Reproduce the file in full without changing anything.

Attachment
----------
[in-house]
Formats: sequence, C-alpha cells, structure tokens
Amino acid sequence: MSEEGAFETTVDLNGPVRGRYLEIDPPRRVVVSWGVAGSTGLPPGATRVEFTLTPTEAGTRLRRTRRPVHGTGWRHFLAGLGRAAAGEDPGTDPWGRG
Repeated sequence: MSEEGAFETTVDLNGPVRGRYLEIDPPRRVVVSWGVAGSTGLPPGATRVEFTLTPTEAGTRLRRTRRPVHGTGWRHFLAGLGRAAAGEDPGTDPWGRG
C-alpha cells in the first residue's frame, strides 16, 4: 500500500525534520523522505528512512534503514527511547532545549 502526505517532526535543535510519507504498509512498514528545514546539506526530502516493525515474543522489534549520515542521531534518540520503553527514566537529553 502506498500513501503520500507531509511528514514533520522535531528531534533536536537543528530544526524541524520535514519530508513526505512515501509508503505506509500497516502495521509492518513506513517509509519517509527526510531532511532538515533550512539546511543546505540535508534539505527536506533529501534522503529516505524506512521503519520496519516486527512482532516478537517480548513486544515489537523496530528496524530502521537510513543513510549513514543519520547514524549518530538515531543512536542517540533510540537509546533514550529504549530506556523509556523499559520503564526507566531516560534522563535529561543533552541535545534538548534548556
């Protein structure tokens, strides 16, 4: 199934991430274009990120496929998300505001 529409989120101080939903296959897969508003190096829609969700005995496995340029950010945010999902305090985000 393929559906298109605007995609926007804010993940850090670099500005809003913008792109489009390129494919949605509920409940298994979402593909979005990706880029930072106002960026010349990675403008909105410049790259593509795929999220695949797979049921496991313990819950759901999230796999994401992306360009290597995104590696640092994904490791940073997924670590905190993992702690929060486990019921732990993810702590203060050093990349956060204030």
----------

[in-house]
Formats: sequence, C-alpha cells, structure tokens
Amino acid sequence: MSEEGAFETTVDLNGPVRGRYLEIDPPRRVVVSWGVAGSTGLPPGATRVEFTLTPTEAGTRLRRTRRPVHGTGWRHFLAGLGRAAAGEDPGTDPWGRG
Repeated sequence: MSEEGAFETTVDLNGPVRGRYLEIDPPRRVVVSWGVAGSTGLPPGATRVEFTLTPTEAGTRLRRTRRPVHGTGWRHFLAGLGRAAAGEDPGTDPWGRG
C-alpha cells in the first residue's frame, strides 16, 4: 500500500525534520523522505528512512534503514527511547532545549 502526505517532526535543535510519507504498509512498514528545514546539506526530502516493525515474543522489534549520515542521531534518540520503553527514566537529553 502506498500513501503520500507531509511528514514533520522535531528531534533536536537543528530544526524541524520535514519530508513526505512515501509508503505506509500497516502495521509492518513506513517509509519517509527526510531532511532538515533550512539546511543546505540535508534539505527536506533529501534522503529516505524506512521503519520496519516486527512482532516478537517480548513486544515489537523496530528496524530502521537510513543513510549513514543519520547514524549518530538515531543512536542517540533510540537509546533514550529504549530506556523509556523499559520503564526507566531516560534522563535529561543533552541535545534538548534548556
């Protein structure tokens, strides 16, 4: 199934991430274009990120496929998300505001 529409989120101080939903296959897969508003190096829609969700005995496995340029950010945010999902305090985000 393929559906298109605007995609926007804010993940850090670099500005809003913008792109489009390129494919949605509920409940298994979402593909979005990706880029930072106002960026010349990675403008909105410049790259593509795929999220695949797979049921496991313990819950759901999230796999994401992306360009290597995104590696640092994904490791940073997924670590905190993992702690929060486990019921732990993810702590203060050093990349956060204030």